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US20110018904A1 - Display orientation change for wireless devices - Google Patents

Display orientation change for wireless devices Download PDF

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Publication number
US20110018904A1
US20110018904A1 US12507427 US50742709A US20110018904A1 US 20110018904 A1 US20110018904 A1 US 20110018904A1 US 12507427 US12507427 US 12507427 US 50742709 A US50742709 A US 50742709A US 20110018904 A1 US20110018904 A1 US 20110018904A1
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device
orientation
wireless
display
example
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Granted
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US12507427
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US9305232B2 (en )
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Yu Tang
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BlackBerry Ltd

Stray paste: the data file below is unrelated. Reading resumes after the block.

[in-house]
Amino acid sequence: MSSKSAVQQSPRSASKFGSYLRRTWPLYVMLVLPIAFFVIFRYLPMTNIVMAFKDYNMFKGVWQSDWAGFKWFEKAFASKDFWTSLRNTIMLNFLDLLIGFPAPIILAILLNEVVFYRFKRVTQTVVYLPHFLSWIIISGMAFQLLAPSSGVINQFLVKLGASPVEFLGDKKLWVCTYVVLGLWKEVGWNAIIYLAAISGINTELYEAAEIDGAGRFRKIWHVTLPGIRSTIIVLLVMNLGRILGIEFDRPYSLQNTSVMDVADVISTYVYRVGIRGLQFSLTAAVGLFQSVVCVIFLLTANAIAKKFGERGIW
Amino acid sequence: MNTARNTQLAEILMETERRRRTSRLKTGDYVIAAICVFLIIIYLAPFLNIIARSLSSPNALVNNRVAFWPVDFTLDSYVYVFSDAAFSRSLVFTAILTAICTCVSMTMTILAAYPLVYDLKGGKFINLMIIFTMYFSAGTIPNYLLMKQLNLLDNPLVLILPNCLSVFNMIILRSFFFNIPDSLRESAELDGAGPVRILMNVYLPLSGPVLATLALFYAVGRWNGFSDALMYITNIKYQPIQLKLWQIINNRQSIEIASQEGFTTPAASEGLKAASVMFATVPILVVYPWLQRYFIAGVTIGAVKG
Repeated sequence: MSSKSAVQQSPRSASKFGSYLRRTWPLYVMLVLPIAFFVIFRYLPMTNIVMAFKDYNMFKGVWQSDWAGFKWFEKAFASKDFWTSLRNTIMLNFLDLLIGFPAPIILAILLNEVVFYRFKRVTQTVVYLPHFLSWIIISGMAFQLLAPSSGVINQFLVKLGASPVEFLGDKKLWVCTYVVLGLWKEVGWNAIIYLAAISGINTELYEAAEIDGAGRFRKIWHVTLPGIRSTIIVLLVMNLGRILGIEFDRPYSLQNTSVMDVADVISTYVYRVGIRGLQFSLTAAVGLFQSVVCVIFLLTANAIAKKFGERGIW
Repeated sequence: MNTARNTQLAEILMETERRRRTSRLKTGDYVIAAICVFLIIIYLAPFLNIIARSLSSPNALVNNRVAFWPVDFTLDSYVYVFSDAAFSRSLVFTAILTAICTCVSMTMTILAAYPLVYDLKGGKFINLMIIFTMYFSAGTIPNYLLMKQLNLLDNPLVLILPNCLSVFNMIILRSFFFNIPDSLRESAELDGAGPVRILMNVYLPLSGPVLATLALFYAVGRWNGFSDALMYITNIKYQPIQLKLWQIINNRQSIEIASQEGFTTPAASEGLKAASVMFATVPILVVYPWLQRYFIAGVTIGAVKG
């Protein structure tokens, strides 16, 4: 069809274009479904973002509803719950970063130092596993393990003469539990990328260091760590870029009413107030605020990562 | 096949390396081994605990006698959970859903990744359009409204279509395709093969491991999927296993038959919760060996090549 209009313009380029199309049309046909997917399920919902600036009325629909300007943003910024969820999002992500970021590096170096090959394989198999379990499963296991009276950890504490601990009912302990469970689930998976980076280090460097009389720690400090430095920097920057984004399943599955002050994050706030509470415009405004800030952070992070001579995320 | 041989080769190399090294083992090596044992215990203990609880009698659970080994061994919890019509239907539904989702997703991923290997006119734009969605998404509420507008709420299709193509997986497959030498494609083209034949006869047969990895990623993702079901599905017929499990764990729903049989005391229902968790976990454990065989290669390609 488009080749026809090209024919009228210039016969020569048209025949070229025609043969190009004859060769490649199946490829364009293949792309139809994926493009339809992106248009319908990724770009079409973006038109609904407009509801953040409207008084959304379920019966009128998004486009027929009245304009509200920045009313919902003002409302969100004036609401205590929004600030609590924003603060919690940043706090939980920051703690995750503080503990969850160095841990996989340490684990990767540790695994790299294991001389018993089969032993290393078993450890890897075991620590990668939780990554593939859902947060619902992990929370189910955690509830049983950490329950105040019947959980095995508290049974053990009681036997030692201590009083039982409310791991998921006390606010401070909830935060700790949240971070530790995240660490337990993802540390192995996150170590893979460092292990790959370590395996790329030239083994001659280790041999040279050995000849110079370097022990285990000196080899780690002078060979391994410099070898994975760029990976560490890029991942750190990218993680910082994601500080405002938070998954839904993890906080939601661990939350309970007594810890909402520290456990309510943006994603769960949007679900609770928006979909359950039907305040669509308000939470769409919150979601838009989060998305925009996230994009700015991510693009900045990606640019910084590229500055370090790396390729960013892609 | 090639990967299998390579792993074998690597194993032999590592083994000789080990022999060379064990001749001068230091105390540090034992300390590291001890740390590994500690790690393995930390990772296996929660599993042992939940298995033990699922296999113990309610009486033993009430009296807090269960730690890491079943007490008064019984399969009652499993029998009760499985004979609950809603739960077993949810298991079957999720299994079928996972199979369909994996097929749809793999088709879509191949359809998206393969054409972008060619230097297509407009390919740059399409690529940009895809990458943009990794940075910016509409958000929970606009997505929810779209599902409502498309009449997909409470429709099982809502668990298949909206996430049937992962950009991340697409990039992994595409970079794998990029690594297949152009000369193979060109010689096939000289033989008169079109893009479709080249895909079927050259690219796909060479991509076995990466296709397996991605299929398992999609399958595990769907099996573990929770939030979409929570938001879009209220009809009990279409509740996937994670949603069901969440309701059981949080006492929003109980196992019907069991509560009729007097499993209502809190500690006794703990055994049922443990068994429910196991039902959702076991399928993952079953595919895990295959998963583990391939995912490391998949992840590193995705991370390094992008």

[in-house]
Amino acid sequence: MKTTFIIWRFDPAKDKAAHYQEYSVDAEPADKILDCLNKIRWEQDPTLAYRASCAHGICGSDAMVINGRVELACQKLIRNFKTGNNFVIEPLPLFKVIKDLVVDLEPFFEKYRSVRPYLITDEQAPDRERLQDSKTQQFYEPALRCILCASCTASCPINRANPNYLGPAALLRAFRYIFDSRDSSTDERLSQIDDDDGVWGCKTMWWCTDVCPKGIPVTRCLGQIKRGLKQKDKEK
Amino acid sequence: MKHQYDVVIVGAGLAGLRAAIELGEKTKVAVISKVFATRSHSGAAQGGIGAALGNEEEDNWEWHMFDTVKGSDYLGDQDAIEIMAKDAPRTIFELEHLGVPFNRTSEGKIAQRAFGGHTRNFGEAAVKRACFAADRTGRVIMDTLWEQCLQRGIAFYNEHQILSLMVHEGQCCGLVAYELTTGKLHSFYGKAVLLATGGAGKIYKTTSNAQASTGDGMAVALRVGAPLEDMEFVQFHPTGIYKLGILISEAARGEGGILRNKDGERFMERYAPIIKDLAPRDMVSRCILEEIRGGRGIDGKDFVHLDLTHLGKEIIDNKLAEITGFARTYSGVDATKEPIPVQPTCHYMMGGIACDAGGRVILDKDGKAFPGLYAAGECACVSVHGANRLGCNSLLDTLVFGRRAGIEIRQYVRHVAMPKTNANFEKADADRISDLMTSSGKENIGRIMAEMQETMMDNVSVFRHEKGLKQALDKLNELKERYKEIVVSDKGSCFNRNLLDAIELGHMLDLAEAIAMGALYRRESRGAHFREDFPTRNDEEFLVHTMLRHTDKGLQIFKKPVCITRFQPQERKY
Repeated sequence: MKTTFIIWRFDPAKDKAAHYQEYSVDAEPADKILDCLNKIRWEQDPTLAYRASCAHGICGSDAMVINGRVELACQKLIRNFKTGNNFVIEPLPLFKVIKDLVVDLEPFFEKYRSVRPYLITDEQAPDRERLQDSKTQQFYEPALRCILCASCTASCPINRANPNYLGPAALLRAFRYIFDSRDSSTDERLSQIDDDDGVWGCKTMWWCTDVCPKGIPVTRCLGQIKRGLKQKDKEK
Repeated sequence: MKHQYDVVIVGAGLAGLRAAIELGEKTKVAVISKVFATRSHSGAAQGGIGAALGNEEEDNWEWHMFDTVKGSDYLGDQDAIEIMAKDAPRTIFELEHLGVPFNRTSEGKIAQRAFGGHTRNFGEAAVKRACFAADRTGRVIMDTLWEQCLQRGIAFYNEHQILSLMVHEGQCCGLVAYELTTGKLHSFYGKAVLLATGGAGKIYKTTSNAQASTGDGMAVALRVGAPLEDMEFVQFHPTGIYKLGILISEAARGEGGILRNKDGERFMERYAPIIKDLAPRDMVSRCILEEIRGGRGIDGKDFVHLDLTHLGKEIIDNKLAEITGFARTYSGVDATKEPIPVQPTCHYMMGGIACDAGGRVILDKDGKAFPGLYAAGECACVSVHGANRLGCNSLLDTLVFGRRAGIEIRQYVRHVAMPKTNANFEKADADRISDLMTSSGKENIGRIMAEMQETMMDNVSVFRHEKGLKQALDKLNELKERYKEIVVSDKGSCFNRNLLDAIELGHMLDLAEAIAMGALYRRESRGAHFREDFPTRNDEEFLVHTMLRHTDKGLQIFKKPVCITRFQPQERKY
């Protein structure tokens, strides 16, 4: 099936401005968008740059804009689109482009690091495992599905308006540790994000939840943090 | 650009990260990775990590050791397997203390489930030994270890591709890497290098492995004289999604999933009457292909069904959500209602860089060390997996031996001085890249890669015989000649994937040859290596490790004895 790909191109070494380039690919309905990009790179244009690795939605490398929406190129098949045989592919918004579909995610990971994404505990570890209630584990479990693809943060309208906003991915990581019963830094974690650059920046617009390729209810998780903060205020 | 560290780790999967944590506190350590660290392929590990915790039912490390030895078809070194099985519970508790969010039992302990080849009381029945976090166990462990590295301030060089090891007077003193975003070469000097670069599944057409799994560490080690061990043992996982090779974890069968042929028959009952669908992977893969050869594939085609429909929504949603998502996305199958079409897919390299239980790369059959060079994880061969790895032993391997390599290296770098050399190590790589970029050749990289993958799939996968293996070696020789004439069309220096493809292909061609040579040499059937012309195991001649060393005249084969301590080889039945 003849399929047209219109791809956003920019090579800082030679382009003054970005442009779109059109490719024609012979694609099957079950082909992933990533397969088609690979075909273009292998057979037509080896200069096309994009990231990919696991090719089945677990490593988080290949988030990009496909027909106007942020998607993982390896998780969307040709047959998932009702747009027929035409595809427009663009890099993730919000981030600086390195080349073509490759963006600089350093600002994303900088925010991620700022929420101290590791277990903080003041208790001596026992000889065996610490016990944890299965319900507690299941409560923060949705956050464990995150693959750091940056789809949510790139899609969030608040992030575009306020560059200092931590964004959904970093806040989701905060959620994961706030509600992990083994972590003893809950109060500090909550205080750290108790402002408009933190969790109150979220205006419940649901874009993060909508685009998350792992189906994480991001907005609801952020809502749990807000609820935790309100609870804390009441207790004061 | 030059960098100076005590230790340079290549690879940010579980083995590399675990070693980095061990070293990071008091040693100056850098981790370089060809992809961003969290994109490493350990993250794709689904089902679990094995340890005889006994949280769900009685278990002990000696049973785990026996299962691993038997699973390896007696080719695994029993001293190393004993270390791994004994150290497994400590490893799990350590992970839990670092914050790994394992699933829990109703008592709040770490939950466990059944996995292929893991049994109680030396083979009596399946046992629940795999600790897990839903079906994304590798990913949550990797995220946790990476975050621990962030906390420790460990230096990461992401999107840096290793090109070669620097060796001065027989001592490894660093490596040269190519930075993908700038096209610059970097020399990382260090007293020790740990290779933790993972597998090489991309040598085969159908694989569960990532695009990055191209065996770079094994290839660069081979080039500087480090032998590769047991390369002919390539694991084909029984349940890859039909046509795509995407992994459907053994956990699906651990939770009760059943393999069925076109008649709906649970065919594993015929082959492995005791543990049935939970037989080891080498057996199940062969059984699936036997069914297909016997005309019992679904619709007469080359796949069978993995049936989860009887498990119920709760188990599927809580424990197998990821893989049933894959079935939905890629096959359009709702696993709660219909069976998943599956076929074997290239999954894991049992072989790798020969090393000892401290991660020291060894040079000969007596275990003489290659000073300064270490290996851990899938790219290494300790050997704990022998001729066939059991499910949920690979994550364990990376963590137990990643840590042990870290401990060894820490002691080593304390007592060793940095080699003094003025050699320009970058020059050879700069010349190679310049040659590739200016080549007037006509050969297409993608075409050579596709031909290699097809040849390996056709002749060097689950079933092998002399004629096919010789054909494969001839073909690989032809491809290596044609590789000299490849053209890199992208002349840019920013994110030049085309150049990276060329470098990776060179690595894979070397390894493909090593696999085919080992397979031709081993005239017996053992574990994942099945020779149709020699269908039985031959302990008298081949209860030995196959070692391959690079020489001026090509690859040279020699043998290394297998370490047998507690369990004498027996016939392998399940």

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BlackBerry Ltd
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    • GPHYSICS
    • G06COMPUTING; CALCULATING; COUNTING
    • G06KRECOGNITION OF DATA; PRESENTATION OF DATA; RECORD CARRIERS; HANDLING RECORD CARRIERS
    • G06K9/00Methods or arrangements for reading or recognising printed or written characters or for recognising patterns, e.g. fingerprints
    • G06K9/20Image acquisition
    • G06K9/32Aligning or centering of the image pick-up or image-field
    • G06K9/3208Orientation detection or correction, e.g. rotation of multiples of 90 degrees
    • GPHYSICS
    • G06COMPUTING; CALCULATING; COUNTING
    • G06FELECTRICAL DIGITAL DATA PROCESSING
    • G06F1/00Details of data-processing equipment not covered by groups G06F3/00 - G06F13/00, e.g. cooling, packaging or power supply specially adapted for computer application